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Governmental support is essential to create an enabling eco-system for electric vehicles
The launch of the Mahindra Reva electric city car at India Gate in New Delhi last month is one of the more positive developments on the energy front in recent years. It holds the possibility that in time, and with the right level of support from the government, we may find a sustainable solution to our energy and environmental crisis. My optimism does not flow from the launch of the product itself. That, in itself, is not remarkable. Electric cars are not a novelty. It flows from what the product embodies. The e20 is an indigenous creation. It has been built in Bangalore by combining the innovation and engineering precision of individual technologists with the design capabilities and resources of an automotive conglomerate.
I am a non-executive independent director of Mahindra and Mahindra and I thought hard before writing this article. I was hesitant because of the concern that I might be accused of bias. I decided to write it notwithstanding, because this article is not about the e20. It is about the message that even the most intractable of our problems — in this case the unhealthily strong connection between economic growth, energy demand and environmental degradation — can be sustainably tackled if and when technology, entrepreneurship, organisation and resources are brought together in a judicious and compatible mix. And the equally important message that the support of the government is an essential prerequisite for achieving scale and impact.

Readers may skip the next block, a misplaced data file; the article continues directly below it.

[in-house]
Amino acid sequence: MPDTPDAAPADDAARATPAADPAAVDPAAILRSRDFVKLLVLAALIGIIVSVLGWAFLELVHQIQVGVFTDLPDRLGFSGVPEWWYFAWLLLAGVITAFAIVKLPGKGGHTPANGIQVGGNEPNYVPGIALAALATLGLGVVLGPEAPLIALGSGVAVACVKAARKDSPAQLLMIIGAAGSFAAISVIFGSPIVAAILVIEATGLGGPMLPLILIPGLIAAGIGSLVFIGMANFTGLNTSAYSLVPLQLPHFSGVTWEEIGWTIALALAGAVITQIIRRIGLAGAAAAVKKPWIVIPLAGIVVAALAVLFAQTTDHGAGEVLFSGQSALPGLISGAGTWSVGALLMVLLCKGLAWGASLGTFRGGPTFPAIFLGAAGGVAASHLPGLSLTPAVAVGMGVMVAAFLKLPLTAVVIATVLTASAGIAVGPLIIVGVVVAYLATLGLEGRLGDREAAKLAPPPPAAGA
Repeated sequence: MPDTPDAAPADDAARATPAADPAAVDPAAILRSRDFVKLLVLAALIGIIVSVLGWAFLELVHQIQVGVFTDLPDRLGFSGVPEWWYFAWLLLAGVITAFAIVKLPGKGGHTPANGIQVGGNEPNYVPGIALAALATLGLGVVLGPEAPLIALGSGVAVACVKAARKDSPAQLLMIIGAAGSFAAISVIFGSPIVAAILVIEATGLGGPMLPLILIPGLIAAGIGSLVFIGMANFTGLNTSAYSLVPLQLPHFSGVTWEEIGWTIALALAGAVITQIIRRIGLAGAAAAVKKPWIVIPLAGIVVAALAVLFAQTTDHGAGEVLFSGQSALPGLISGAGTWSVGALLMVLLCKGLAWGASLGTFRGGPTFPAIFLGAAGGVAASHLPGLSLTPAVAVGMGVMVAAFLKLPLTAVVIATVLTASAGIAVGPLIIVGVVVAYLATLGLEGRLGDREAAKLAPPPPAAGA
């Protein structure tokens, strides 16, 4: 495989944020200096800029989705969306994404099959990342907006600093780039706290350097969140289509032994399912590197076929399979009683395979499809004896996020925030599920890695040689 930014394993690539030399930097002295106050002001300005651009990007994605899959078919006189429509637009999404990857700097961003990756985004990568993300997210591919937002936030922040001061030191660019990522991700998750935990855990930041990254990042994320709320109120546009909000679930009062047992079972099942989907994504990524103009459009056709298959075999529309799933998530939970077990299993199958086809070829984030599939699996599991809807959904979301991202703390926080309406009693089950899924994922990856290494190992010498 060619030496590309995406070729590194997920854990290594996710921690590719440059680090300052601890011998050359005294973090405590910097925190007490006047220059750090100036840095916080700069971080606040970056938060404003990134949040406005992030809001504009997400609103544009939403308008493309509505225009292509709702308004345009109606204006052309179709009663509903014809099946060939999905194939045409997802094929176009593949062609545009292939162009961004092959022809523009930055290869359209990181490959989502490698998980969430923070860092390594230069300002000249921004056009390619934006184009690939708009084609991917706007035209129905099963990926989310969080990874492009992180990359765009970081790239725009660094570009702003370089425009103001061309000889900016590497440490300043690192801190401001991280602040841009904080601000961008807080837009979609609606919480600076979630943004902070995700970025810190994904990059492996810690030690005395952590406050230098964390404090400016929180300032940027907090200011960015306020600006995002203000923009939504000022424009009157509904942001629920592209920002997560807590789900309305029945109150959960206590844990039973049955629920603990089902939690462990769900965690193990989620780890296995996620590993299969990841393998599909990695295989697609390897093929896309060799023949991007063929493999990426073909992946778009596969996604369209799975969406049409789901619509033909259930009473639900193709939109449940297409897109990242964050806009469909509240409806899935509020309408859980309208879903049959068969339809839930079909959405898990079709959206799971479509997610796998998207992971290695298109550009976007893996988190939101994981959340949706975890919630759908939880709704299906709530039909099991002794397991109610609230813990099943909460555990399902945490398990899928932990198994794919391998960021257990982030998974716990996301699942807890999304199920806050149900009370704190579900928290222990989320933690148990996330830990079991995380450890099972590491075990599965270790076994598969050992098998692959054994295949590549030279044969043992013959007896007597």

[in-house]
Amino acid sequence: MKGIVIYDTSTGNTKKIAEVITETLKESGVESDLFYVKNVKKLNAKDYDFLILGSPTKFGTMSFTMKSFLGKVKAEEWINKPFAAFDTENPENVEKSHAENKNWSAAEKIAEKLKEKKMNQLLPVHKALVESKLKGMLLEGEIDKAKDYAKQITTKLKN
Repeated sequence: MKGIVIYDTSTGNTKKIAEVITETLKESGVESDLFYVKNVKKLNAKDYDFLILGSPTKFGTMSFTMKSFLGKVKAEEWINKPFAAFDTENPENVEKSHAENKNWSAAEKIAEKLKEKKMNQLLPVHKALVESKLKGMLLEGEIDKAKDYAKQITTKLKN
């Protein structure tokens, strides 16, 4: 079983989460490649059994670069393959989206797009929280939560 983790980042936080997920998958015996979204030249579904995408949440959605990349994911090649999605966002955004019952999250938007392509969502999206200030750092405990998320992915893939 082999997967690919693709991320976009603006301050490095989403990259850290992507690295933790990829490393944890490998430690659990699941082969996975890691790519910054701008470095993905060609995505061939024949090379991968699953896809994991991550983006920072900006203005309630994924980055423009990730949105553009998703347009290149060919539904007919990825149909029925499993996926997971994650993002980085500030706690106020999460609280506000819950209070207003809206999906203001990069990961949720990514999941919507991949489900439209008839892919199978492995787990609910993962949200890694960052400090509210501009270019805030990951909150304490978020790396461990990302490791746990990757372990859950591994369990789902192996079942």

The demand for energy is surging and the environment is under stress. A major reason is the increase in motorised traffic and the absence of credible substitutes for petrol and diesel as transportation fuels. The petroleum companies and automobile manufacturers have done much to "green" these fuels and engines, but vehicular pollution remains a major environmental concern. The launch of the e20 is significant because it confirms that there are no structural or technological impediments to the development of an indigenous and sustainable mobility alternative. Whether such an alternative is realised or not depends, therefore, not on breaking new ground, but on how effectively the technical, innovative and resource capabilities of the private sector are conjoined with the strengths of the government. It depends on the robustness of the public-private partnership and the nature of the policy environment.